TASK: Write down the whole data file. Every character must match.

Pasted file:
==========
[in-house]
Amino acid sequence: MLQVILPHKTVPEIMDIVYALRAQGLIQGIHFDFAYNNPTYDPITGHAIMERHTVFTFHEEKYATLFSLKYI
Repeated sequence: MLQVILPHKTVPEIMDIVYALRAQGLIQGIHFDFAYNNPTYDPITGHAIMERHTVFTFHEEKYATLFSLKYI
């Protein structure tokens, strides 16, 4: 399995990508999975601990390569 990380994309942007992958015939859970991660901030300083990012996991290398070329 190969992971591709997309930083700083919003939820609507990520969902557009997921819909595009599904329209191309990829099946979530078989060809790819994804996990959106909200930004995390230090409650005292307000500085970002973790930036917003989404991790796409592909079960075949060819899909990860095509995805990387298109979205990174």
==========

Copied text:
[in-house]
Amino acid sequence: MLQVILPHKTVPEIMDIVYALRAQGLIQGIHFDFAYNNPTYDPITGHAIMERHTVFTFHEEKYATLFSLKYI
Repeated sequence: MLQVILPHKTVPEIMDIVYALRAQGLIQGIHFDFAYNNPTYDPITGHAIMERHTVFTFHEEKYATLFSLKYI
């Protein structure tokens, strides 16, 4: 399995990508999975601990390569 990380994309942007992958015939859970991660901030300083990012996991290398070329 190969992971591709997309930083700083919003939820609507990520969902557009997921819909595009599904329209191309990829099946979530078989060809790819994804996990959106909200930004995390230090409650005292307000500085970002973790930036917003989404991790796409592909079960075949060819899909990860095509995805990387298109979205990174």